Understanding America’s favorite pastime goes a little deeper than hitting, throwing, catching, fielding, and baserunning. Behind every action and play in baseball is baseball analytics, also referred to as sabermetrics.
For true fans and players of the sport alike, understanding sabermetrics is as essential for the game as the aforementioned tactile skills. After all, baseball itself is a far more complex sport than simply throwing and hitting a ball; the best coaches and players in the game are the ones who utilize analytics in baseball to drive their decisions.
But sabermetrics isn’t a term that the average person has heard of, let alone has an in-depth knowledge of, which is why we wanted to go over what exactly sabermetrics is, where it came from, and how it has impacted the game over time and will continue to do so in the future.
The definition of sabermetrics is first up to the plate.
What is Sabermetrics?
According to the Encyclopedia Britannica, “Sabermetrics is the mathematical and statical analysis of baseball records.” The purpose of sabermetrics is to keep track of a player’s in-game activity as compared to a set and objective measurement. In other words, simple sabermetrics can be understood as a desire to better understand how the game of baseball is played and efforts to find the best and easiest ways to win. These questions are answered through experiential research.
The History of Sabermetrics
Sabermetrics as we know them today started with the Society of American Baseball Research’s Statistical Analysis Committee (where the first half of sabermetrics derives its name from) in the 1970s, with the actual phrase shared with the public in the 1982 “Bill James Baseball Abstract.” The Society of American Baseball Research’s Statistical Analysis Committee was a research group founded by Dick Cramer, Bill James, and Pete Palmer with the goal of searching for objective truths and patterns that exist within baseball and its players.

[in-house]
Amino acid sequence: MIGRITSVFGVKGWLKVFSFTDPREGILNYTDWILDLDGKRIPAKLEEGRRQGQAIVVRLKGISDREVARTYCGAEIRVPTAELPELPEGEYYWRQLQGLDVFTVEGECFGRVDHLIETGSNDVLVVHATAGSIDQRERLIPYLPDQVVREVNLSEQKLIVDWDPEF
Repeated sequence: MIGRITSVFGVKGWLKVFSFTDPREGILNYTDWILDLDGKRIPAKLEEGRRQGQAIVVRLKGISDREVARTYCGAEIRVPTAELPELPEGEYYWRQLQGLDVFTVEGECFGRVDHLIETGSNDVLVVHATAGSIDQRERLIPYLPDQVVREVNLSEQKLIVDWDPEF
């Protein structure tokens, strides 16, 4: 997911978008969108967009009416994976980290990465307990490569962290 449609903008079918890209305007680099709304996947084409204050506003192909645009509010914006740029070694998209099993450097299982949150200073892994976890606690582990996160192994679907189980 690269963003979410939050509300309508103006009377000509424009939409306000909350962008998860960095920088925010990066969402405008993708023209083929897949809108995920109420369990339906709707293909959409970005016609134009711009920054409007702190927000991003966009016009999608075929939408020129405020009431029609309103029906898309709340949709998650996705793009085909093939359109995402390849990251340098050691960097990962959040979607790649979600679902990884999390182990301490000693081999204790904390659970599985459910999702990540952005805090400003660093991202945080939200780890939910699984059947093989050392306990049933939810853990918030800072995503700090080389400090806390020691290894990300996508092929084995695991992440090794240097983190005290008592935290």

While the official language used around analytics in baseball has been around 40 years, baseball analytics has been used since the early 20th century to try to understand the sport and better predict game outcomes. In 1906, Hugh Fullerton, a sportswriter, first publicly applied baseball analytics to a World Series game between the White Sox and the Cubs. Based on his studies of both teams that performed, he predicted that the White Sox, who at the time were dubbed “the Hitless Wonders,” would beat the Cubs. Much to everyone’s chagrin, the Sox did in fact beat the Cubs. In 1910, Fullerton published an article in The American Magazine titled, “The Inside Game: The Science of Baseball” which went over his study of batted balls.
Over the next several decades, other players in baseball analytics contributed to its popularity. F.C Lane, editor-in-chief of Baseball Magazine for almost 30 years, claimed that a player’s batting average wasn’t indicative of their overall performance, which was the standard ranking tool of the early 1900s. Other influential voices who changed the way analytics in baseball was used were Jackie Robinson, Branch Rickey, Alan Roth, George Lindsay, Earnshaw Cook, Lou Gorman, and Michael Lewis of Moneyball fame.
How Simple Sabermetrics Changed Baseball
Sabermetrics used analytics in baseball to forever change the game. With the help of simple sabermetrics, teams can:
- Use previous data to make predictions on game results and player performance
- Analyze on-field player performance by recording and studying data collected
- Aid in coaching, trading, and other important decisions in the game by using insights gleaned from data on scouting prospects, player performance, and matchups
Before sabermetrics was widely used, the ‘standard’ ways to measure a player’s progress weren’t objective. Now, analytics in baseball can more clearly track that progress and help to make more accurate predictions.
Simple sabermetrics is an incredible tool that has allowed what was previously thought of as unmeasurable to become just that: something that can be quantified. With over 100 years of finetuning and advancing, there is still so much that sabermetrics can be used for and will continue to impact and alter the ways in which the game is played, players are scouted, teams are managed, and coaches coach.To get the most out of your players and their skills, make sure that they’re equipped with the best gear in the industry. Shop at Headbanger Sports today for all your baseball needs.
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